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    Is it just me or does everyone feel this.

    I remember this feeling. You are not alone.

    Now everything is different. The slippery/scary Larry's and Endo's are in the shed. I will put them on in summer for beach rides.

    For snow I have become a big fan of Bud on the front (have a 4.0 rear on a 170 rear). Love the way the bike rides with a wider and taller front tire.

    Bud changed everything. It is a really good, confidence inspiring tire.

  11. #11
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    Yeah I run a Bud on the front and a Nate on the rear and its been allot more fun with these over the Vee rubber that came on the bike. It's my first fatbike and getting used to the handing has been different, I have learned one things, snow no matter how hard packed you think it is it's not dirt and will let go at a certain level of stress. What that stress is, is anyone's guess.

    We have had allot of snow this year, more so then the last 20 or so, the trails I have been riding are multiuse, hiking,snowshoeing and XC skiing , thanks god for that or it would not be able to ride. The trail is about 16 inches wide at max and this is what I think throws me off going down the hills, I have no margin for mistake, one slip off I am into deep snow and most likely going down in a hurry. I don't mind crashing in the snow its pretty soft but I don't know whats under it, that a drift or a big rock LOL.

    I did crash yesterday on one of the DH, hit a rut tire went a little squirrely and off into the deep snow I went, front tire washed out and I flew into the snow, was deep and there was a big cloud of powder at impact, I remember this as a kid tobogganing and pulled myself out out laughing my ass off. Anyone would have come by might of thought I was nuts, hell most think I am nuts out in the snow on a bike anyways.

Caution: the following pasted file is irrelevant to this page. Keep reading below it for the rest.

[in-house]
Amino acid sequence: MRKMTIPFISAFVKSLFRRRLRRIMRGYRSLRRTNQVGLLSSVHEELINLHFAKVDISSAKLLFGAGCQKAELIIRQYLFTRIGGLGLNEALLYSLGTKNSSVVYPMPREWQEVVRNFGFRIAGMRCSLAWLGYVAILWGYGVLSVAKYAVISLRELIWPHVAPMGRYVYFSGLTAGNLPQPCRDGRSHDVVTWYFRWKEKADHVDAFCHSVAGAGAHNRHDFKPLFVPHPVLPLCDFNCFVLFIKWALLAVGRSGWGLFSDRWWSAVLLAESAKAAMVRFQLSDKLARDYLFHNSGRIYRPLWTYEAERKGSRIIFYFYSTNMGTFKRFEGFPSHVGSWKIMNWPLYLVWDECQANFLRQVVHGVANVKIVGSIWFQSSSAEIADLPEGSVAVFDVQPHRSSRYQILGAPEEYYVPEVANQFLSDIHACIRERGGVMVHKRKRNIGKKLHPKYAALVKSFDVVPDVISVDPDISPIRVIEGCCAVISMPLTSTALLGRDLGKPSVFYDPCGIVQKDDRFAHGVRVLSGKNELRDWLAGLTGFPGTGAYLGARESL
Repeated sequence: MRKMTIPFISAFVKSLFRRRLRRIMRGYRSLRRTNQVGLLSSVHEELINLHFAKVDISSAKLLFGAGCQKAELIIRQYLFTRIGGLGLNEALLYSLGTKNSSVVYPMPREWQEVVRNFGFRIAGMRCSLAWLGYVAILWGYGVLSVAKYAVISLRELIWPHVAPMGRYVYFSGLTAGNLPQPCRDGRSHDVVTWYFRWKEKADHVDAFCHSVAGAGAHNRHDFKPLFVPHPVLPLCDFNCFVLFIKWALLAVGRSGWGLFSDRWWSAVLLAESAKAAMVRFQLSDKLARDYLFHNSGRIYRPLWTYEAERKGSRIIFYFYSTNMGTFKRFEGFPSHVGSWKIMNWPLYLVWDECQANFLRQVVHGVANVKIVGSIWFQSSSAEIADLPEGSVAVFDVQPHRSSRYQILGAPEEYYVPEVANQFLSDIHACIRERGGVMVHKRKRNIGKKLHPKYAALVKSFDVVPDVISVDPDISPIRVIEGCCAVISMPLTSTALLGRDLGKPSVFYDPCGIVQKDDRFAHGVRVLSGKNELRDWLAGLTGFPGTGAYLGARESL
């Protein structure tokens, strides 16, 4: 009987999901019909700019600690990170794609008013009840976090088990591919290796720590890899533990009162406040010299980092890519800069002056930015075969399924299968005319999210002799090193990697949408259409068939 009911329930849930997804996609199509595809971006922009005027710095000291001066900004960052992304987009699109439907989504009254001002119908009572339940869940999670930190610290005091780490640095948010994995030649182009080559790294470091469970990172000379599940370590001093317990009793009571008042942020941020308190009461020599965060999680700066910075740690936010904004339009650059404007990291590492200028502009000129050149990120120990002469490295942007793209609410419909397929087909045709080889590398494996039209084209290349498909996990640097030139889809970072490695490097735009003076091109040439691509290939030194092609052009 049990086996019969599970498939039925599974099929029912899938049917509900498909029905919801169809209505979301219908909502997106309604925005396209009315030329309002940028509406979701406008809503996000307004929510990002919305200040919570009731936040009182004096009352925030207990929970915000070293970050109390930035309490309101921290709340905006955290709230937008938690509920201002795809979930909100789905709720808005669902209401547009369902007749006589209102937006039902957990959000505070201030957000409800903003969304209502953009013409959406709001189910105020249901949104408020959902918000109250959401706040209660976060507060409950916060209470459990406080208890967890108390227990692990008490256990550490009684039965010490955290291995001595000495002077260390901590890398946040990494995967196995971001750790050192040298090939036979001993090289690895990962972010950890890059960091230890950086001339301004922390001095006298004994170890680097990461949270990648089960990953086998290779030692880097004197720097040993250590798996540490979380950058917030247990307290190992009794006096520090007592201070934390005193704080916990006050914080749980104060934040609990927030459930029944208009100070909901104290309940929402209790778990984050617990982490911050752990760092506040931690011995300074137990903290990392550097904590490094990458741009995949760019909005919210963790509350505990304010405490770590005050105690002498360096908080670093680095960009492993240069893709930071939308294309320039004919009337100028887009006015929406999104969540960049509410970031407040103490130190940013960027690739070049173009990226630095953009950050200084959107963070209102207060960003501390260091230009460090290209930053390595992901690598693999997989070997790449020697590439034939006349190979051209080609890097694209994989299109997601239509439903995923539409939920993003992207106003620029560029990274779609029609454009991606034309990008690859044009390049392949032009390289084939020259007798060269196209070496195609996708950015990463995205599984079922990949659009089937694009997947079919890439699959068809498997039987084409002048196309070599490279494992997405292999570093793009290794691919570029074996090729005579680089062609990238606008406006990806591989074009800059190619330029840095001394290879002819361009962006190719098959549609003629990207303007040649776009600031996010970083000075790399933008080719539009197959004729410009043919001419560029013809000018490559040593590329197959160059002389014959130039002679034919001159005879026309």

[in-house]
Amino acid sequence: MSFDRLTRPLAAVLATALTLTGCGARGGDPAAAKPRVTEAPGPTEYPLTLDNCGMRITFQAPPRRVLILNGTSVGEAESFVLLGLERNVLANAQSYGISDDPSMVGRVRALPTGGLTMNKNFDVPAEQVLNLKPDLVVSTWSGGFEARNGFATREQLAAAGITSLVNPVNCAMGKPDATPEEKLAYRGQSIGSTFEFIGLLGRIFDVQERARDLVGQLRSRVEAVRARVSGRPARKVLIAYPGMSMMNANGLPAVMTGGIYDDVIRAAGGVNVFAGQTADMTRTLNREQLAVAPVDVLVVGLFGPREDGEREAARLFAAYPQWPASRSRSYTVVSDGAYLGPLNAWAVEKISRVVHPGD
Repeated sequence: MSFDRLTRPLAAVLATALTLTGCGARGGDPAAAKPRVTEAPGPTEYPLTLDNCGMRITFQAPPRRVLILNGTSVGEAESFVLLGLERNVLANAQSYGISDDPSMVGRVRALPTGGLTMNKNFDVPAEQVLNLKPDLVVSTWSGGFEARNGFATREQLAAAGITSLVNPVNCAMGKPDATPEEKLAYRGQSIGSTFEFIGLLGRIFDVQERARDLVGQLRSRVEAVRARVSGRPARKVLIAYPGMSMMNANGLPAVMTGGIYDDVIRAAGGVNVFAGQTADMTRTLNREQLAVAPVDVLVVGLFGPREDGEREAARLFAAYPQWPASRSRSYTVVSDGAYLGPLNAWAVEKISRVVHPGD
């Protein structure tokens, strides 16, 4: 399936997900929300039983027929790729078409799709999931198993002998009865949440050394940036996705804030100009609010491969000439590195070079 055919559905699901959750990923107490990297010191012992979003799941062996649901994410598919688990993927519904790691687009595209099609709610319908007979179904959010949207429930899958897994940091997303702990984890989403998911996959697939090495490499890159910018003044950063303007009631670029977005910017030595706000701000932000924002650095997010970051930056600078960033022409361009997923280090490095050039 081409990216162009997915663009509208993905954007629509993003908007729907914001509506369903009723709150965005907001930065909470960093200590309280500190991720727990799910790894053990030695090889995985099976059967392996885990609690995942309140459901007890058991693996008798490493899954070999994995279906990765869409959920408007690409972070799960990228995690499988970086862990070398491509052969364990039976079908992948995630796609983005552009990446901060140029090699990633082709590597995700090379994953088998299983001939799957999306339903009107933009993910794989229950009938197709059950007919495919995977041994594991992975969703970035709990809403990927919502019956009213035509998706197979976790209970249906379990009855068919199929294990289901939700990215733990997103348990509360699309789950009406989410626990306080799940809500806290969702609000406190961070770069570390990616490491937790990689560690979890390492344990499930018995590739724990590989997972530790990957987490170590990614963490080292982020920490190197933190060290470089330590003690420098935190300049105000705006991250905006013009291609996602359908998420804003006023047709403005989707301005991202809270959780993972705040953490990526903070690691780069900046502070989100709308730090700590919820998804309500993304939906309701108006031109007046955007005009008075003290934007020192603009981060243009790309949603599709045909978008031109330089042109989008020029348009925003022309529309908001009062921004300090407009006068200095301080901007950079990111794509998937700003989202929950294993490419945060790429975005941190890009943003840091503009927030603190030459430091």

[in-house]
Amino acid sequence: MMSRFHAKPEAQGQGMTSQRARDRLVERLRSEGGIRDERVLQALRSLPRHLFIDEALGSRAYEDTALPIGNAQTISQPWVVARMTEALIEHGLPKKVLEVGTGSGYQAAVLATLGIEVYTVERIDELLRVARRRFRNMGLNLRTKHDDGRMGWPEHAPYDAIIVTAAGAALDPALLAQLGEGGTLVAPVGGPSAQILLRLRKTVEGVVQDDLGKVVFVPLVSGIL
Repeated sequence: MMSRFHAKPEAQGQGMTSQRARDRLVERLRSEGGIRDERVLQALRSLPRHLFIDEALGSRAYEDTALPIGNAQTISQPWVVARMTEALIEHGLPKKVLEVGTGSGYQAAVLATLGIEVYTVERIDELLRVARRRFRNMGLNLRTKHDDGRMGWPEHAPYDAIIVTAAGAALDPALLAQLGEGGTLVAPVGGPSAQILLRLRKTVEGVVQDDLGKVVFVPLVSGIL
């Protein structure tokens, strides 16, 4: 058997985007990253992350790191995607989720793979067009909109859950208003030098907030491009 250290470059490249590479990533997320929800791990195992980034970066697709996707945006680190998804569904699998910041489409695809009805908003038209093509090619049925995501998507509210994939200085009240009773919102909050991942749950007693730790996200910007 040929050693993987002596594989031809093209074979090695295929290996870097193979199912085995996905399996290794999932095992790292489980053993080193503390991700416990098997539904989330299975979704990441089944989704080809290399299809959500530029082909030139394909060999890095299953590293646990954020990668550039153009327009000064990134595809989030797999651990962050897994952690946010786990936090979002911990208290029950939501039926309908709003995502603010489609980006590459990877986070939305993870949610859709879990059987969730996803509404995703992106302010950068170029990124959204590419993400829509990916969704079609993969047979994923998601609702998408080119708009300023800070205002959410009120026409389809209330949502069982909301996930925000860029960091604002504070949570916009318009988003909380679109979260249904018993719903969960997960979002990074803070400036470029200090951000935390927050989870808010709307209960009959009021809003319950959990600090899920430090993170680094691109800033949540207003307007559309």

Giant XTC 2 29er
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  12. #12
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    Is it just me or does everyone feel this.

    Narrow trails are tough. For me I enjoy railing on slightly wider trail. One snowmachine wide is a bit wider than ideal but at speed I like having the latitude when cornering. In snow it seems like the turns have a radius similar to skiing. IE once you tip Bud over and set the knobs you are committed to an arc. So often single track refuses to match this line or I second guess things and poof. Snow show.

    Second thing I will suggest equipment wise is: short stem and wide bar.

    Hope some of this helps!

  13. #13
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    Snow is not like dirt. On dirt if you want to turn the bike, it turns. On snow it may turn, or may not. Or you may not want to turn but the bike will any ways. Traction in snow means that there is only some to lots of slip.

    Trying to keep upright at 5 or 7 mph is a challenge by itself alot of the time.

    Or maybe that just because I am usually riding on walking trails with some light snow cover to hide the previous foot prints.

    Craig

  14. #14
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    I get going down a section that, in summer, I can just tear down at top speed and... there's a section where the trail is essentially washed out/drifted over and I think oh crap and I grab my brakes and there's nothing for the back tire to hold on to and I shift my weight back as far as I can and I hope for the best...

    Or it's the downhill section through the woods with lots of really tight trees and that corner that I know I can hit really fast in the summer is packed with snow and it's really hard to tell where the banked turn ends and the snow drift begins...

    Yup.

    Down hill on a fatbike can be fun...

  15. #15
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    yup, riding on tip toes for the most part. Realy learnign to look ahead for areas to carry momentum. I've been learnign to turn the bike with the rear brake more and more also.

    Then theres that point of no return as you push the berms a little to high up and just loose it. Every lap is getting faster though